This time of the year is always exciting as the kids are anxious to make gifts for their family & friends so it's sometimes a challenge for me to also make their experience in crafting something that will benefit and compliment their individual educational goals. Our education theme this session is "Winter Holidays Around The World" so I like to find projects that center around sharing, giving, and spreading goodwill among family & friends and one popular project that always meets these objectives has been the construction of shelters for our feathered friends... the birdhouse.
Fortunately in North Carolina we have tons of sawmills since this is the No. 1 furniture producing state in the nation. One of our local sawmills always gives us a good deal on pine lumber that has enabled our tradition of building birdhouses to continue for more than a decade now where hundreds of kids have had a quality woodshop experience. The picture to the right shows the birdhouse that I designed which consists of 7 pieces of wood- the backboard, 2 sides, top, bottom, door, and door handle. All of the pine wood is locally cut, which is good, however the downside is that it isn't kiln dried so we have to be prepared to get them together quickly after processing the wood since it still contains quite a bit of moisture and will "cup" on you if it's left to sit around in the very dry & warm woodshop for any length of time. Some years are better than others but this years birdhouse wood probably still had about 30 percent moisture still inside. Of course the upside of using such lumber is that it's cheap to buy AND nails & screws penetrate the wood with ease so it's more kid friendly.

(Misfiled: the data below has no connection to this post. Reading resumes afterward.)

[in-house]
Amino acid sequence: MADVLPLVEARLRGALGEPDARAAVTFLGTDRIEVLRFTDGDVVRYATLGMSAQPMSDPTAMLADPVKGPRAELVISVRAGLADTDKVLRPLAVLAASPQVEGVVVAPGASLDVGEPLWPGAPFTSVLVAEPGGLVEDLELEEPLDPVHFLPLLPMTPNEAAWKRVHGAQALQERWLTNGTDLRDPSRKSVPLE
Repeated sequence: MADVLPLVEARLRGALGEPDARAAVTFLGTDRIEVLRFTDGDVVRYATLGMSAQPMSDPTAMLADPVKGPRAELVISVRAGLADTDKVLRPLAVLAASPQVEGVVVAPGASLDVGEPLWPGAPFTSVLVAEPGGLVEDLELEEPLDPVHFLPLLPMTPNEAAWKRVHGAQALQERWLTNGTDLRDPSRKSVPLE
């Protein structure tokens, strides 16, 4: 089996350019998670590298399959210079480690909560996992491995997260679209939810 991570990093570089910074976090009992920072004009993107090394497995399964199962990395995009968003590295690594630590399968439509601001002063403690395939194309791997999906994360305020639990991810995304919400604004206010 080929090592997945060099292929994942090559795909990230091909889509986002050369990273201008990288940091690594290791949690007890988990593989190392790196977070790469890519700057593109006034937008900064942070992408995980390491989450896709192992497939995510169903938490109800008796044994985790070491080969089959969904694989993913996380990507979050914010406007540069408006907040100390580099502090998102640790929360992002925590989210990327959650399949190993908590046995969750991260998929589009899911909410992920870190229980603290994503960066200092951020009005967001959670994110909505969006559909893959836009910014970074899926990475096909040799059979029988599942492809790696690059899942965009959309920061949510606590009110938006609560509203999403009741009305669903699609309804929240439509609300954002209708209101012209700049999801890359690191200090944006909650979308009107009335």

Year after year "the birdhouse" has proved itself worthy as truly being the classic woodshop project of all time. I always begin each class with an upbeat lecture/questions session that covers everything from why the birdhouse has a door that opens to how to get all your measurements right on the money during constructing. (By the way the door opens so that you can clean out the old nest during the winter months so that the bird can build a new nest each spring. It's amazing how many kids always say, "It's so that you can put food in the house", or "So I can watch the birds hatch from the eggs.")
Yeah, some wood still split beyond repair a few times but the main thing is that they learned to find solutions for these problems thus gaining a little more confidence in their ability to successfully construct a project. Learning how to patiently find workable solutions to woodshop construction problems is also a very powerful lesson that will also teach them how to handle other more intense situations with their families, teachers, and friends in everyday life. Their brains were really working on overdrive to soak up and better understand what I was showing them and it's moments like this that the contentment of a woodshop teacher comes together full-circle.
As the birdhouses started to be completed I then set new expectations for each student to find a way to extend their project to make it uniquely theirs. Teaching the kids how to extend their woodshop project has always been one of my most powerful teaching methods which challenges the students to take their completed project to the next level. They could add a woodburning, come up with a fancy paint job, add some kind of extension to their house such as a chimney, do a woodcarving, or whatever their creative side can muster up. Expecting kids to extend their projects also teaches them to do their best work and it slows them down as they focus more on the creative side of their minds. Anyone can learn to make a basic birdhouse but once it's built how can the student make their project stick out from the crowd? When you ask that question you're taking education to a new level.
Image via Wikipedia